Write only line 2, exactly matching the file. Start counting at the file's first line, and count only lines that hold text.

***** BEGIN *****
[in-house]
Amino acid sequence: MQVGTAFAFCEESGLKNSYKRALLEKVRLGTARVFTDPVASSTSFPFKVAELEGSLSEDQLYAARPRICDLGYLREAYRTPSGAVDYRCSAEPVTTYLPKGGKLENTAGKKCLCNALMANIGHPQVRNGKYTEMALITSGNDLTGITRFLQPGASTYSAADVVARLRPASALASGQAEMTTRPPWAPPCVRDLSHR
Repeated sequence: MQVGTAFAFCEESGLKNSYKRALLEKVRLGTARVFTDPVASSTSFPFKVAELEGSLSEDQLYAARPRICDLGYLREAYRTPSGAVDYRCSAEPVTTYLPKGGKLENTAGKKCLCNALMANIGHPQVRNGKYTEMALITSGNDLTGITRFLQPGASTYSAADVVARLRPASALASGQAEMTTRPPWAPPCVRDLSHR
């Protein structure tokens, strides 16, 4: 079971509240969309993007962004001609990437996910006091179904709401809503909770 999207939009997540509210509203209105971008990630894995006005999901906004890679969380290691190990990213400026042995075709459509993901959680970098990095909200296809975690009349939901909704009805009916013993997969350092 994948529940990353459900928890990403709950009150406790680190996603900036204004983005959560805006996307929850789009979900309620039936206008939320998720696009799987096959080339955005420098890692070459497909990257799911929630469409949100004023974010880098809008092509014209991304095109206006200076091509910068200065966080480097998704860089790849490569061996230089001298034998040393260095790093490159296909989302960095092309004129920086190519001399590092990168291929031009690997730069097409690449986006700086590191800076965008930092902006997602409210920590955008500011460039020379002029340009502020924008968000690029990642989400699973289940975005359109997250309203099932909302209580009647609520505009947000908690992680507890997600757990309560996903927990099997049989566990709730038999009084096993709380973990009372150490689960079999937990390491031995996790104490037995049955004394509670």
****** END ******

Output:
Amino acid sequence: MQVGTAFAFCEESGLKNSYKRALLEKVRLGTARVFTDPVASSTSFPFKVAELEGSLSEDQLYAARPRICDLGYLREAYRTPSGAVDYRCSAEPVTTYLPKGGKLENTAGKKCLCNALMANIGHPQVRNGKYTEMALITSGNDLTGITRFLQPGASTYSAADVVARLRPASALASGQAEMTTRPPWAPPCVRDLSHR